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Diverging professional opinions - just as we start the statementing process

(4 Posts)
cjn27b Thu 08-Nov-12 15:01:31

Two days ago I got the Ed Psych report. Even the nursery teacher commented they'd seen DS on a 'good day'. So the report summary says DS behaviour is appropriate, and basically that he doesn't need any extra support.

Today, paediatrician's report arrives saying DS would benefit from one-to-one support in a small class size and needs constant supervision. I read this as needing a specialist school or at least one with a resouce base.

We have only just sent our request for statutory assessment, so I've no idea how this is going to look to SEN team at local authority. It seems to be two extremes.

So, after going to talk to the SENCO about how confused and stressed we're all getting about this, we've agreed to have a team around the child meeting.

Is there anything else we should be doing? Is it worth getting a private Ed Psych in at some point to do a second opinion?

I'm starting to feel more and more muddled, rather than less so... Any thoughts anyone?

Many thanks.

StarlightMcKenzie Thu 08-Nov-12 15:06:54

Ed psych will trump the medical paed on an educational matter.

Medical people have to be clear about need but can refuse treatment due to cost. Education people have to, by law, meet need, so they are incentivised not to see any.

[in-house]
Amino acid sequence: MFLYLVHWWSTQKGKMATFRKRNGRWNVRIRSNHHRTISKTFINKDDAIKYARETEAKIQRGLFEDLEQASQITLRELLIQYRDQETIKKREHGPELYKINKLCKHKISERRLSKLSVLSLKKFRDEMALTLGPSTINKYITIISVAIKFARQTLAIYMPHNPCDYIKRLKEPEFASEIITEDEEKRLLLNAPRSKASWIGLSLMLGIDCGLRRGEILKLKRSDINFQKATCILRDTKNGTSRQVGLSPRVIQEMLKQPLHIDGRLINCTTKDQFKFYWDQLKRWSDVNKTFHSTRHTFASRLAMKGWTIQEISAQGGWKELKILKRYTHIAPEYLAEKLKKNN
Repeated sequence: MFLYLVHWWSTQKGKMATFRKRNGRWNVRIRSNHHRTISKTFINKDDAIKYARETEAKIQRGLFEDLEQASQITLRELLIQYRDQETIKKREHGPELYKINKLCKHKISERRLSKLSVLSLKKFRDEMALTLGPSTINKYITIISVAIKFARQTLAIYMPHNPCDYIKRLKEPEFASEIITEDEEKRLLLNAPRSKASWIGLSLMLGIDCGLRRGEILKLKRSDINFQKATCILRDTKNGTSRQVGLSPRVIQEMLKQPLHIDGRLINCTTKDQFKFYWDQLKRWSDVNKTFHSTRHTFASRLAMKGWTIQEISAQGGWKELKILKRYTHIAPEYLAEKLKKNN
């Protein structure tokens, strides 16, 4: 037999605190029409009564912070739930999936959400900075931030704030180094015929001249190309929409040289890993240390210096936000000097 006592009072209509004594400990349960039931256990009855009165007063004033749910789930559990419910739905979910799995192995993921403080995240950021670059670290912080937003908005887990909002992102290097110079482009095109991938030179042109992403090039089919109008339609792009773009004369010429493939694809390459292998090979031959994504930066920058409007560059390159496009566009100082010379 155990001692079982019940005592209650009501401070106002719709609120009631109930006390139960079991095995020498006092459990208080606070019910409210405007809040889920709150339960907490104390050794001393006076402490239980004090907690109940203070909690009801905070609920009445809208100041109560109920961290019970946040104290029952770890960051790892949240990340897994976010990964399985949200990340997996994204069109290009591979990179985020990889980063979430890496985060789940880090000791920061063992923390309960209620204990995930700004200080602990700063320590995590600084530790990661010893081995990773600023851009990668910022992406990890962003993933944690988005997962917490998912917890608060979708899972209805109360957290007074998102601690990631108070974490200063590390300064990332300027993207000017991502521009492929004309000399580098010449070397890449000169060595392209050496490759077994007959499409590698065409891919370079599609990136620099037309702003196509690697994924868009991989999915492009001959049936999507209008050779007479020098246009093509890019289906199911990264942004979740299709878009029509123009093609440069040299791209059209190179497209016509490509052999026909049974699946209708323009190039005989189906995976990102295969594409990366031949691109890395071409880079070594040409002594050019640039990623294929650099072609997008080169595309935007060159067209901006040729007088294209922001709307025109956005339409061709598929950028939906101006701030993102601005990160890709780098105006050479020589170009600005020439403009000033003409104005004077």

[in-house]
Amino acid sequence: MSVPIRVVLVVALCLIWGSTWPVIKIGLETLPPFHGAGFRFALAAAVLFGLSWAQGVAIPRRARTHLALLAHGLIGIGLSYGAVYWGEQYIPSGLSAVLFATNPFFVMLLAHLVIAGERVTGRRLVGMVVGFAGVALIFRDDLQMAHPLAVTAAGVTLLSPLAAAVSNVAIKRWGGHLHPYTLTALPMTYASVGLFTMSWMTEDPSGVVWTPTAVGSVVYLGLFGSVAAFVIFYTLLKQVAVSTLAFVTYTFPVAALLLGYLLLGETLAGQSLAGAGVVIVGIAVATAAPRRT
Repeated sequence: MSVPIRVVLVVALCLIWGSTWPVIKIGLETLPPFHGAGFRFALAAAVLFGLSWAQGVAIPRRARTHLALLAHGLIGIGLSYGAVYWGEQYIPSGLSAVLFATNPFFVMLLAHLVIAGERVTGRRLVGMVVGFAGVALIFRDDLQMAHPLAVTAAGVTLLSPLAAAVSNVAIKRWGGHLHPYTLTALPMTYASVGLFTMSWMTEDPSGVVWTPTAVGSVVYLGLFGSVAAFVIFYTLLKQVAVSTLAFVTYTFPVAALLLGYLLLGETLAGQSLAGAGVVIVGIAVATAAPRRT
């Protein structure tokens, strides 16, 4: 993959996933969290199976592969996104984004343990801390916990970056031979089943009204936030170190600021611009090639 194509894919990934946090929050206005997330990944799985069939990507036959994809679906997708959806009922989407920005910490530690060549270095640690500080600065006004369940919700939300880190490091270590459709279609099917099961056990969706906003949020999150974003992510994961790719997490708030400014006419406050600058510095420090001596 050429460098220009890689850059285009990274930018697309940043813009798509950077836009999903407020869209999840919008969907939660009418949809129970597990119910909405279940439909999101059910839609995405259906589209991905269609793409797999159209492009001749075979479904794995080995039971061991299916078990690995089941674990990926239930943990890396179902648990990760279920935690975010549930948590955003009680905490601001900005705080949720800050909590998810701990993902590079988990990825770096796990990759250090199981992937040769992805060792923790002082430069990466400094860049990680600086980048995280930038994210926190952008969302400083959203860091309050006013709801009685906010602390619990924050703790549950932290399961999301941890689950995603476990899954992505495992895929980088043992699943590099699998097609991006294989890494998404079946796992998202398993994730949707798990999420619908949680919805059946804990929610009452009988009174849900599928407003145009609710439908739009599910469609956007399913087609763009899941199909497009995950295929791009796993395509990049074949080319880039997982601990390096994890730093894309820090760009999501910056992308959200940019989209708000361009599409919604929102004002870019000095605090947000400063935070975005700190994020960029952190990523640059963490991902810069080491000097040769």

StarlightMcKenzie Thu 08-Nov-12 15:07:35

What does the SENCO say?

cjn27b Thu 08-Nov-12 15:27:57

Thank you star

SENCO says we'll have a TAC meeting! She is new to the school and the borough, but seems well meaning. I think they feel DS isn't their most severe case, and think it's doubtful that he'll get a statement, but are backing us in applying for one.

DS is currently on School Action Plus. And, I get the impression they feel that they'll continue with this till it's proven it isn't enough. Because he's only in nursery, it's hard to prove that he's going to have a problem in a structured environment as it can't really be tested. It's taken him a year to even manage to get on the carpet for carpet time.

My fear is, due to his ASD he simply isn't going to learn anything as he finds group activity, following other leads / instructions impossible. What I don't want is him falling so far behind that he looses self-esteem, confidence and believes he can't learn. Yet, the system seems to require that for you to get a statement...

So it seems the statementing battle begins, and we need to speed on tactics. I'm just not sure what to do now!

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